A girl holding a hen in a pasture with other hensHappy Hens moves its mobile barns with tractors, giving birds continuous access to fresh pasture.

Head of the Flock

By Anne Ross, JD

Chloe Nevarez emerges from Happy Hens farm store with an 18-month-old strapped to her back and a toddler by her side. They are ready to show me their egg farm located in Ramona, California.

About nine years ago, Chloe became interested in producing eggs on her family’s land just over an hour away from Happy Hens.

She sought the guidance of Happy Hens’ owner, Luie, who was managing a flock on pasture. After some convincing, he assigned her odd jobs and demonstrated how he rotated his chickens so they didn’t destroy the land. The mentorship led to a marriage. Today, Chloe and Luie co-manage Happy Hens, guided by the motto “truly outdoors.”

Chicks arrive when they are one day old, beaks intact. The operation’s birds are well adjusted and don’t require beak trimming, a practice used by some farmers to prevent aggression — even though most aggression, and the resulting injuries, are caused by a stressful living environment.

Around 12-16 weeks old, the birds leave the barns for pasture. At this age, they are big enough to be less vulnerable to predators. Coyotes, owls, and hawks are a frequent threat to the flock. The birds’ greatest protectors are the farm’s livestock guardian dogs. Milo, the donkey, also steps in when coyotes approach — stomping, kicking, and carrying on. The roosters in the flock stand watch and warn of aerial predators.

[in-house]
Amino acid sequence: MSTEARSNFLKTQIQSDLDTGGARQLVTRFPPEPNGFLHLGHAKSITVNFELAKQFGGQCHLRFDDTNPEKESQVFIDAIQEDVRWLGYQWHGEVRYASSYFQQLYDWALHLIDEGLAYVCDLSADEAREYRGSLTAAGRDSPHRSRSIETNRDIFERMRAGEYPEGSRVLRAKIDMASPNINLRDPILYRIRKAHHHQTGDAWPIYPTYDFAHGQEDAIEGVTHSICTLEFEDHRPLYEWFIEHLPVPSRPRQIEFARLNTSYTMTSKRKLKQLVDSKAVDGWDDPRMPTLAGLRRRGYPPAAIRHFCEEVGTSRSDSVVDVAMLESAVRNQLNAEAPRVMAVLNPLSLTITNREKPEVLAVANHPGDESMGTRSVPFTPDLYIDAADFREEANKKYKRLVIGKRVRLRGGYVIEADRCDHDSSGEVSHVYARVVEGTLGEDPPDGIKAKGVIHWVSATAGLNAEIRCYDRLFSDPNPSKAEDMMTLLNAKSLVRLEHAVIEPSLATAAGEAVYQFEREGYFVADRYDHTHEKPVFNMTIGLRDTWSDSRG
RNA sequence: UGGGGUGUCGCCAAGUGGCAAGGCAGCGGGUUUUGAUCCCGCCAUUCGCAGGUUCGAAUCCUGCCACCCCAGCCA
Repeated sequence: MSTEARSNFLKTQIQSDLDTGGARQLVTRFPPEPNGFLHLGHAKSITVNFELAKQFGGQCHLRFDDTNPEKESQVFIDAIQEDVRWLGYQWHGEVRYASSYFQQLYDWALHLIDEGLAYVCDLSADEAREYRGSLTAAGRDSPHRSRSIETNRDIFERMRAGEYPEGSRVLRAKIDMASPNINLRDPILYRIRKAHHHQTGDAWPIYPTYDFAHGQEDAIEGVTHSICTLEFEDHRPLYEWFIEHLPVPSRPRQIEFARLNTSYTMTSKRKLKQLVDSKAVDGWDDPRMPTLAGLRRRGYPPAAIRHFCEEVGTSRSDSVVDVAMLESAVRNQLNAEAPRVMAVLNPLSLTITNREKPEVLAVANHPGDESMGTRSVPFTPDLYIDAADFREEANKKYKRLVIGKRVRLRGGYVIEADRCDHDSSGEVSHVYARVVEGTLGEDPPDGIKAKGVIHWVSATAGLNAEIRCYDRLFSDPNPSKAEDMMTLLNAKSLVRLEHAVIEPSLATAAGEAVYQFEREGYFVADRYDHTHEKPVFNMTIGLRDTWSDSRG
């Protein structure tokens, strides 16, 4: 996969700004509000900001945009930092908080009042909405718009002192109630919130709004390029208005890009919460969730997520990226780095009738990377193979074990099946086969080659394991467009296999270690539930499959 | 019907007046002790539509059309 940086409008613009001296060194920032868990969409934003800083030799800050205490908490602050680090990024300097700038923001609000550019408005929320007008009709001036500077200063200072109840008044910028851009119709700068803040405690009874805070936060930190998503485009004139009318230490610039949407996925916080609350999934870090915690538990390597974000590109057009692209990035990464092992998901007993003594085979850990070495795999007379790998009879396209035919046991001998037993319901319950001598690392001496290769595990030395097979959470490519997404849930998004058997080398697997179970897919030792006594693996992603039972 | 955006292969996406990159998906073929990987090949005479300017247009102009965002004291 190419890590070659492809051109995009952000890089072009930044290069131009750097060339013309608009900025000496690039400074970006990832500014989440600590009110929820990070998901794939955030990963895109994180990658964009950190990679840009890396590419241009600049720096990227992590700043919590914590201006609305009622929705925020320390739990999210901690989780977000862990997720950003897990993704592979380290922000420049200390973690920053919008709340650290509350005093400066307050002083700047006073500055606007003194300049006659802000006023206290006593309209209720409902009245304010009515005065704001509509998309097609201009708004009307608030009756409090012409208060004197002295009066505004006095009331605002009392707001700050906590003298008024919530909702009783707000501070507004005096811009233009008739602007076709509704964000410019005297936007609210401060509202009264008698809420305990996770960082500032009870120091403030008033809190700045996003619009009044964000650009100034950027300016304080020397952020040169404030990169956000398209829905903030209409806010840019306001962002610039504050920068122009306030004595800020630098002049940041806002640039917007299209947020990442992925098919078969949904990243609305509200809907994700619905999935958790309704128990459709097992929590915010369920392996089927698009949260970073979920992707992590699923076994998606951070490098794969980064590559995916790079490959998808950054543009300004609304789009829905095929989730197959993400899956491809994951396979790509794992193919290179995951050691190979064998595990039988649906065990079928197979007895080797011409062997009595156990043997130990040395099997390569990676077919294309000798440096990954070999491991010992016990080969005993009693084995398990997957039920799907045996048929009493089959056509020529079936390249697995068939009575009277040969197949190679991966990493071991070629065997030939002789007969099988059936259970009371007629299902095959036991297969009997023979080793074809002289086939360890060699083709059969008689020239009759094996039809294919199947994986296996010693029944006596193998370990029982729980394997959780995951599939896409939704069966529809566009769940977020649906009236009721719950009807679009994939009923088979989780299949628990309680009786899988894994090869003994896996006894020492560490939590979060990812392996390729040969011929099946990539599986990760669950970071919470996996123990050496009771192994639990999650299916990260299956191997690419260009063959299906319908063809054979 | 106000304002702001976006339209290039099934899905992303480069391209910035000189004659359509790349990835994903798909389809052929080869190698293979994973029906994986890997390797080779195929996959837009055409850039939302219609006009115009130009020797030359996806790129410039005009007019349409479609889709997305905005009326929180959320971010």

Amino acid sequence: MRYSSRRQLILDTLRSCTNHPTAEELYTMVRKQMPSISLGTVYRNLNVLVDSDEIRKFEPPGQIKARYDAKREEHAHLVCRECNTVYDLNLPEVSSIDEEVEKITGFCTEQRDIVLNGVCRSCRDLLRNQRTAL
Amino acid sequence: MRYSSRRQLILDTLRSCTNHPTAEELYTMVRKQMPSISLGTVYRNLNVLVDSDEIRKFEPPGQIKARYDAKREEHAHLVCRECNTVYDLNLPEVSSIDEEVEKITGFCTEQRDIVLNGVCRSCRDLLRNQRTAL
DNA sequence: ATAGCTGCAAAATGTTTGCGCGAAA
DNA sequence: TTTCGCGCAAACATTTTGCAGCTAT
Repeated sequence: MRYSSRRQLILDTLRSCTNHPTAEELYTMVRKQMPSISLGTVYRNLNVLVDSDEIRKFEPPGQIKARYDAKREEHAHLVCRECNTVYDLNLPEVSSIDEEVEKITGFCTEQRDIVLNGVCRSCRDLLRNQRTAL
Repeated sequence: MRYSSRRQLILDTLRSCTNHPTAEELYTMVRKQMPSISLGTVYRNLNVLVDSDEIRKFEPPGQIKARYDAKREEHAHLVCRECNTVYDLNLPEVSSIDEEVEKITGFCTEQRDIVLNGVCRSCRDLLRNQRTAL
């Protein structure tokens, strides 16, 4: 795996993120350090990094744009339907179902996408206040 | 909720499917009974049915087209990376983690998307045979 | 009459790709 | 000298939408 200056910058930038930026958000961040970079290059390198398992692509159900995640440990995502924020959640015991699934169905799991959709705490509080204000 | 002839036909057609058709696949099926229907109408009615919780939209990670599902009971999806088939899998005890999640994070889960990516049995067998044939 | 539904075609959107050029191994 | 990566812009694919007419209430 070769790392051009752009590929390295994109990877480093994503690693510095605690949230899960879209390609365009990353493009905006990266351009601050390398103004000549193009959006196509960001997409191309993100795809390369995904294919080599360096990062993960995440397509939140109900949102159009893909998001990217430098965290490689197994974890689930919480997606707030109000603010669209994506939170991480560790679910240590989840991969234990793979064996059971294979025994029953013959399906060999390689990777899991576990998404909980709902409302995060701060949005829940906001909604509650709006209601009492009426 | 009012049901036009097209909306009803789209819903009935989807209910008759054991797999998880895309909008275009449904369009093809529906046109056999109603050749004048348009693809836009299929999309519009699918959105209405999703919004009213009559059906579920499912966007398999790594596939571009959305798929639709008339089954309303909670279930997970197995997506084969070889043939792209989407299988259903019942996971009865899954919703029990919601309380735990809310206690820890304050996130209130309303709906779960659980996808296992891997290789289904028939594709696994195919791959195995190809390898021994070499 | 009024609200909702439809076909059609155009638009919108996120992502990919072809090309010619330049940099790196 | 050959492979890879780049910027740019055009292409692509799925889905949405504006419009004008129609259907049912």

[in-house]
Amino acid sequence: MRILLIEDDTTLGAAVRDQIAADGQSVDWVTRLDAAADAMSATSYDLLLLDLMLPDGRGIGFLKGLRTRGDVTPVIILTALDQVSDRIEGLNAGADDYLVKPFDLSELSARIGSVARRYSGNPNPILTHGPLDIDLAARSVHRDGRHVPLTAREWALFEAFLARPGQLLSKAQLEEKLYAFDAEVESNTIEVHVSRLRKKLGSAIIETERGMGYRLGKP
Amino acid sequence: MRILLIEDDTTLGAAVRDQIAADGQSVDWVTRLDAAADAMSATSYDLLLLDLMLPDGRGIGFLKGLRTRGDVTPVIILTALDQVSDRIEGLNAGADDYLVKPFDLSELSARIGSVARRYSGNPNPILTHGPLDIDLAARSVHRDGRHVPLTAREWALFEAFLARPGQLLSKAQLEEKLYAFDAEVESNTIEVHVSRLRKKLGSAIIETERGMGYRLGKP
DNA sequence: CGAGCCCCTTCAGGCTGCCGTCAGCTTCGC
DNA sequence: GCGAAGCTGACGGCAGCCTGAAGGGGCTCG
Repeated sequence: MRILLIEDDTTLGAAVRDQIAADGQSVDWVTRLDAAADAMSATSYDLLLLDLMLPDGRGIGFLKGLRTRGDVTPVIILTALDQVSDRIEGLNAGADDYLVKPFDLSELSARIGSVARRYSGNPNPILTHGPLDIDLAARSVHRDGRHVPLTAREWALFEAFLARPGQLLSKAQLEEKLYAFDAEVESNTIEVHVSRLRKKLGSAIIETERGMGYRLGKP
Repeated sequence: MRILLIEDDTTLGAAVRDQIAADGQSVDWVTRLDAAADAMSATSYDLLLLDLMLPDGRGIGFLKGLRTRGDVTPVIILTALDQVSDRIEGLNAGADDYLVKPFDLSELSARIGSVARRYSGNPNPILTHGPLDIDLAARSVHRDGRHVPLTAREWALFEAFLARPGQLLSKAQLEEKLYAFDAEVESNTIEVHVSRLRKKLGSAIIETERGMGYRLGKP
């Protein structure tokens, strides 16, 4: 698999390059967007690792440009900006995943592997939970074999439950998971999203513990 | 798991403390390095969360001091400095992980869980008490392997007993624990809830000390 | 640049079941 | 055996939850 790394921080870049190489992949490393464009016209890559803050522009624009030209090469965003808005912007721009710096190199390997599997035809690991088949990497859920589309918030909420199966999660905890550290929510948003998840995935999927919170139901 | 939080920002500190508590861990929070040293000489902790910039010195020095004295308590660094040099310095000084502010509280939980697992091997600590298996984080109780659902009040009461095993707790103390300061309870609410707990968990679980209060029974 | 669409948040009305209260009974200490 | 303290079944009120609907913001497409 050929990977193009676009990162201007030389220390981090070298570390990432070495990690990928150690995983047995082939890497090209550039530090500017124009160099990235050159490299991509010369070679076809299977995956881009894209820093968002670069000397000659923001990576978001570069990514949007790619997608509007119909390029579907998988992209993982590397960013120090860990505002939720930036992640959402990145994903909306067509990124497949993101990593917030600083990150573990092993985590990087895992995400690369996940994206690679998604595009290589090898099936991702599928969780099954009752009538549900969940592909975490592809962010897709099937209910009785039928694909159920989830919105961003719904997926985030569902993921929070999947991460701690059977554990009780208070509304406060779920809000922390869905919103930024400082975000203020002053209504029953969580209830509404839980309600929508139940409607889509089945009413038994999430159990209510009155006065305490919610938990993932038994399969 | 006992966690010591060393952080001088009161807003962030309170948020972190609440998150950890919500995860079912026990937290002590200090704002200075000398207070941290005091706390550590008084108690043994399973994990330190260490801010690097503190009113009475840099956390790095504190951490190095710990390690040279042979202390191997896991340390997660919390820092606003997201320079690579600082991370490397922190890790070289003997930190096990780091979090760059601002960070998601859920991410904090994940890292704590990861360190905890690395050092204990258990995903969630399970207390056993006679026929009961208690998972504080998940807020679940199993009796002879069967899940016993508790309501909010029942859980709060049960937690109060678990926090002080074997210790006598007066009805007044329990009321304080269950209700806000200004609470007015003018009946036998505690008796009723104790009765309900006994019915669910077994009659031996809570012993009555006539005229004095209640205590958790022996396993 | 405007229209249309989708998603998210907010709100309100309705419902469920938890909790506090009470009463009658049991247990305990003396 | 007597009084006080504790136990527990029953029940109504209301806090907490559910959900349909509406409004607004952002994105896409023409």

The birds are rotated every one to two days, depending on how much vegetation is left. They get a lift on one of 20 mobile barns built by the Nevarezes to give the flock access to pastures filled with barley, clover, and plenty of bugs.

The operation’s birds thrive in this enriched environment.

“You can see it in the way they look and observe differences in their psyche. It’s remarkable — outdoors is better,” Chloe says.

Behind the idyllic setting is a lot of hard work and resilience in the face of unpredictability, especially when it comes to the weather. The lush green pastures where the birds roam are not taken for granted, nor was the recent deluge. Irrigating the pastures may be necessary in the future.

Not every customer will know the level of attention and detail that goes into the 9,000 certified organic eggs that are packaged by hand daily and delivered to retail locations throughout southern California up to the central coast. That’s why the Nevarezes value Cornucopia’s Organic Egg Scorecard and the vital consumer information it delivers about the varying practices within organic.

Happy Hens earns its position at the top of our scorecard. For anyone lucky enough to visit, its namesake birds are proof of a product worth every penny.

Read the Q&A with Happy Hens from the Spring 2023 issue of Journal of Health and Healing

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